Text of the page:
The End of the Road for the Dollar

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by Alasdair Macleod, Schiff Gold:

With the Asian hegemons undoubtedly able to introduce gold standards, where does that leave the dollar?

This article describes just how precarious the fiat dollar’s position has become.

For now, the dollar appears to be buoyed up by rising bond yields. However, as they rise further portfolio losses for foreign investors are likely to increase, leading to dollar liquidation. It is not generally realised how many dollars and dollar securities are owned by foreigners, the bulk of them being held outside the US banking system. And the quantity of foreign currency owned by Americans to absorb this selling is very small in comparison.

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Higher interest rates and bond yields also threaten to destabilise the banking system, a problem equally faced by the Eurozone, the UK, and Japan. But how can the US Government protect itself from this danger?

The only answer is to admit to the end of the fiat era and put the dollar back onto a gold standard. However, the US Government does not have the mandate to take the required actions and officially at least is still in denial over the need to stabilise the currency. The legal position referring to the constitution is briefly touched upon, because laws will have to be considered to secure the dollar’s future.

Unfortunately, the US Treasury’s gold holdings are almost certainly compromised. Furthermore, since the Asian hegemons have accumulated substantial holdings of bullion in addition to their official reserves, there is bound to be a strong reluctance to hand economic power to Russia and China by endorsing a return to gold standards.

My conclusion is that the era of the fiat dollar based global currency system is rapidly ending, and for America and the dollar there can be no Plan B. It will almost certainly lead to  the end of the fiat dollar, and the end of the US hegemony.

Introduction

It is dawning on increasing numbers of analysts that the era of the fiat dollar might be drawing to a close. Very few investment professionals know what to expect. Being thoroughly Keynesian in outlook, most still believe that by the Fed managing interest rates consumer price inflation can be contained and that recessions can also be avoided by expanding fiscal deficits. But the contradictions arising from a deteriorating economic outlook and CPI inflation continually rising completely scuppers these macroeconomic theories. Blaming it on Russia and OPEC+ is tempting, but not a good enough argument.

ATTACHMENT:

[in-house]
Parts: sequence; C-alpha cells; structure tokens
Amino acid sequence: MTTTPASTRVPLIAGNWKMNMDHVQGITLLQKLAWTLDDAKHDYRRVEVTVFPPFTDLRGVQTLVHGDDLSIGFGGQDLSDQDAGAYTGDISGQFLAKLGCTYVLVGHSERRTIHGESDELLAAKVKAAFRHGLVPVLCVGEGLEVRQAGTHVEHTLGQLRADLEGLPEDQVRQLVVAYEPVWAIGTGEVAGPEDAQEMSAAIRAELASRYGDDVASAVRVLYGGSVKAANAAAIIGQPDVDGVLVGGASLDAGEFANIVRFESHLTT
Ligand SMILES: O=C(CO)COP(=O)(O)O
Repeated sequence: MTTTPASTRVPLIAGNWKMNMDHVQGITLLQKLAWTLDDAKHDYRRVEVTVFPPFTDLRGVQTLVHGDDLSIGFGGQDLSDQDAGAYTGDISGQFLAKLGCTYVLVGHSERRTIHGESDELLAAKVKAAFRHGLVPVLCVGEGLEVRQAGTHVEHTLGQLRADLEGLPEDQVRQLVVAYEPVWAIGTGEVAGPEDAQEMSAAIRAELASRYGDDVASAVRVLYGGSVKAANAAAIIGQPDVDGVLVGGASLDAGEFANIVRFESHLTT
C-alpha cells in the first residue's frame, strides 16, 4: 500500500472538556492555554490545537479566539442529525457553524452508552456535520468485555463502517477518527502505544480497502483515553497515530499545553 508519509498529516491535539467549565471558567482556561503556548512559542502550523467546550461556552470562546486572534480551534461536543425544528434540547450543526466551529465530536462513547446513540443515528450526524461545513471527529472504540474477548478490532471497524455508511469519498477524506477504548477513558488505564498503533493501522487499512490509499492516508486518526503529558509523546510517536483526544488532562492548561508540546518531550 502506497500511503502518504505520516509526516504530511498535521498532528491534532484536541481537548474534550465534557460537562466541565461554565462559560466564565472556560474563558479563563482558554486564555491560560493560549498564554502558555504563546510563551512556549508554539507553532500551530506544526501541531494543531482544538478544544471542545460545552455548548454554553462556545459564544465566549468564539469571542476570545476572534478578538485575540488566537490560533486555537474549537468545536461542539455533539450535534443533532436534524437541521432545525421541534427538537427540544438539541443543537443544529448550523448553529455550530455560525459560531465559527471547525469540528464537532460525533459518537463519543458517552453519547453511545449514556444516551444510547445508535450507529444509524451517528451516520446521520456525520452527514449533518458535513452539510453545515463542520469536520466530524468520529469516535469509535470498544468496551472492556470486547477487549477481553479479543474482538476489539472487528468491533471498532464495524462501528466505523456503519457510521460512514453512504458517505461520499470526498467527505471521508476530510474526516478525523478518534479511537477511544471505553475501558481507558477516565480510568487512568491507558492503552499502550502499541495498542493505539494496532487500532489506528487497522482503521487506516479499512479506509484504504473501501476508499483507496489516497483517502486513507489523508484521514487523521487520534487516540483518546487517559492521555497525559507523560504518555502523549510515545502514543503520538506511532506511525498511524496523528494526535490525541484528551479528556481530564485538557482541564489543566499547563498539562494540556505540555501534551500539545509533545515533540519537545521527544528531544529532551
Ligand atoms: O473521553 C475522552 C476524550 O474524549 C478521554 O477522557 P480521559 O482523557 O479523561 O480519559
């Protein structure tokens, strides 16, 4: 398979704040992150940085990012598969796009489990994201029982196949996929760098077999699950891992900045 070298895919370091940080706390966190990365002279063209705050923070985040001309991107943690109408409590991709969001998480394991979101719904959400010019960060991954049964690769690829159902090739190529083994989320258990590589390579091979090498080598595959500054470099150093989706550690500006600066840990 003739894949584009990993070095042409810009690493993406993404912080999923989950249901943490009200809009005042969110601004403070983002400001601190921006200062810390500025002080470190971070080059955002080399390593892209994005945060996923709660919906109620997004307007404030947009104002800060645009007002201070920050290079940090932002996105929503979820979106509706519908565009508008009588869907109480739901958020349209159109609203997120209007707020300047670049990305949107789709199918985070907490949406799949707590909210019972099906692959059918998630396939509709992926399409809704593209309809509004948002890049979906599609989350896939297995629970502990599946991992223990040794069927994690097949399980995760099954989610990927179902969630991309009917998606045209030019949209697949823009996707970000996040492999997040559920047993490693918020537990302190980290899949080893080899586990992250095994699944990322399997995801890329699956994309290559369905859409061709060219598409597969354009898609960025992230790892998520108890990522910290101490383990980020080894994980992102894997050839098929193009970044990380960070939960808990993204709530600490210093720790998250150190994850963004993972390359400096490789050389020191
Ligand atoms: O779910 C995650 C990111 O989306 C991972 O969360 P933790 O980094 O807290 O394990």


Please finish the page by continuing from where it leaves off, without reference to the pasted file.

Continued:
It is becoming clear that fiat currencies have become increasingly unstable. The only solution for the dollar is to fix the value of credit: but to what? It has been gold or silver throughout the history of national economies. But a denial of returning to exchanging the dollar for a fixed quantity of gold is so systemically embedded in the administration that it is difficult to see this solution even as a last resort.

In this article I look at the background to what is sure to become a dollar crisis. The urgency of this matter has been brought forward by America’s declining global influence compared with that of the Asian hegemons, and the US Government’s profligacy. Almost certainly, exposure to the dollar will be unwound by foreign actors, and that exposure, which must include dollar credit originated outside the US banking system is colossal. The table below illustrates the approximate position.[i]

To summarise the evidence, foreigners own or are exposed to a massive $137 trillion dollars. As a cohort, if they decide to begin reducing their exposure US residents have less than a trillion equivalent in foreign currencies to sell in exchange. In the jargon of the markets, the dollar will become “offered only”.

This is the true danger from rising interest rates. As they rise, the declining value of foreign-owned long-term securities totalling $37 trillion will simply accelerate generating widespread investment and dollar liquidation. This will not be offset by US holders of foreign investments liquidating their positions for a simple reason.

US holders of foreign securities hold almost all of them in ADR form, being listed and priced in dollars. In a rising interest rate environment, they will also be declining in value and so we can expect US investors to sell them as well. The sale of an ADR does not lead to a sale of an underlying foreign currency, whereas a sale of a dollar security by a foreign holder will almost certainly do so – unless the foreign investor cohort overall is content to add to its holdings of short-term dollar securities.

Foreign liquidation of dollar investments is a largely unseen danger to the dollar by US-centric commentators who are stuck with the belief that foreigners need to accumulate them. A further rise in interest rates or bond yields, which appears to be underway, far from protecting the dollar will almost certainly lead to portfolio liquidation, dollar liquidation, and therefore its collapse, there being almost no foreign currency in US residents’ hands to absorb it.

And finally, in the run up to a presidential election year it is becoming clear that the US’s proxy war against Russia is turning into a political and military disaster. Ukraine is running out of men, and Russia is reaping the benefit of western-imposed sanctions. Disagreements between NATO members are beginning to surface.

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